The Wyoming Recreation Act, which Plaintiff claims is in conflict with the above federal regulations, states in pertinent part:

(a) Any person who takes part in any sport or recreational opportunity assumes the inherent risks in that sport or recreational opportunity, whether those risks are known or unknown, and is legally responsible for any and all damage, injury or death to himself or other persons or property that results from the inherent risks in that sport or recreational opportunity.

WYO. STAT. 1-1-123. The Recreation Act provides the following definitions:

(i) "Inherent risk" with regard to any sport or recreational opportunity means those dangers or conditions which are characteristic of, intrinsic to, or an integral part of any sport or recreational opportunity;

WYO. STAT. 1-1-122.

Plaintiff admits there is no congressional intent to occupy the field and preempt Wyoming tort law, yet she contends that the federal regulations and the Wyoming Recreation Safety Act cannot co-exist. Plaintiff essentially claims that the state statute stands as an obstacle to the accomplishment of the purposes and objectives of the Forest Service Manual.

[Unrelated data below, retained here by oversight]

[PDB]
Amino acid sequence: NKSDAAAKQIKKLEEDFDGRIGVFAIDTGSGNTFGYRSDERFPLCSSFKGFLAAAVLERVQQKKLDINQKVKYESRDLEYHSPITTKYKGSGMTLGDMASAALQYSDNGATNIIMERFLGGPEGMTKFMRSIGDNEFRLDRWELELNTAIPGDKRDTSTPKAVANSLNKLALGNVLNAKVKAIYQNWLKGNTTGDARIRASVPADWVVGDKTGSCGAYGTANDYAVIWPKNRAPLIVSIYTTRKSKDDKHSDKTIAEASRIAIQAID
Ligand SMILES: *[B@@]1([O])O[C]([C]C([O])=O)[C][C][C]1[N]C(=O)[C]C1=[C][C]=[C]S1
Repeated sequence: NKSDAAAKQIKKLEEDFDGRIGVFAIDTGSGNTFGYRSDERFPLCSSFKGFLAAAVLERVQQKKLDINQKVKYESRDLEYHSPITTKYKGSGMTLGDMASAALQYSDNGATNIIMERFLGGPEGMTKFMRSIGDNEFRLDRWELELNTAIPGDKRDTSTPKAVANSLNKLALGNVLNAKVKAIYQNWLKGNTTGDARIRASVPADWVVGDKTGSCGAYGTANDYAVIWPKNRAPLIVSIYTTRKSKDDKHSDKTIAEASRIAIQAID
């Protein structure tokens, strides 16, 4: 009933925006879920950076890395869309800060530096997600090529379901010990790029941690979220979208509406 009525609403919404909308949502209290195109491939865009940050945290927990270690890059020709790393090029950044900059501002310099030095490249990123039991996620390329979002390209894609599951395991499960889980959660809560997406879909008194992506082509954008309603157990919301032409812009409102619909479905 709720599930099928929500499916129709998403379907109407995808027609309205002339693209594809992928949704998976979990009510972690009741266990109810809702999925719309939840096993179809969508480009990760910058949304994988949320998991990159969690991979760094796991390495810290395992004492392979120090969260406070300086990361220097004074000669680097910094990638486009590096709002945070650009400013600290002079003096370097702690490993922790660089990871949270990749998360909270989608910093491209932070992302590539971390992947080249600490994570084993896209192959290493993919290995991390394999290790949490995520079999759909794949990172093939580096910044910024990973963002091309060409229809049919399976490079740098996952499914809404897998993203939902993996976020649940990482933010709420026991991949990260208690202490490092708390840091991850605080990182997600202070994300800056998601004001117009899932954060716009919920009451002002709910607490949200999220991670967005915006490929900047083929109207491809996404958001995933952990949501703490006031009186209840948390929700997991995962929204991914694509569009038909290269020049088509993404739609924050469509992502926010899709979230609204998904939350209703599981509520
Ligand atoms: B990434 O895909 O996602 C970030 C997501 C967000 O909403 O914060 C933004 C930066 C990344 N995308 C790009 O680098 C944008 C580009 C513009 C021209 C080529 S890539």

Whether a state law stands as an obstacle to the accomplishment of Congress's objectives is determined by examining the federal statute and identifying its purpose and intended effects. Crosby v. National Foreign Trade Council, 120 S.Ct. 2288, 2290 (2000).

The Federal Land Policy and Management Act of 1976 ("FLPMA") sets forth Congressional declaration of policy regarding the disposition and management of federal public lands. The provision of FLPMA most applicable to the present case states "that in administering public land statutes and exercising discretionary authority granted by them, the Secretary be required to establish comprehensive rules and regulations after considering the views of the general public." 43 U.S.C. 1701(5). Yet, the savings provision of FLPMA provides that:

Nothing in this Act shall be construed as limiting or restraining the power and authority of the United States or

(6) as a limitation upon any State criminal statute or upon the police power of the respective States, or as derogating the authority of a local police officer in the performance of his duties, or as depriving any State or political subdivision thereof of any right it may have to exercise civil and criminal jurisdiction on the national resource lands; or as amending, limiting, or infringing the existing laws providing grants of lands to the States.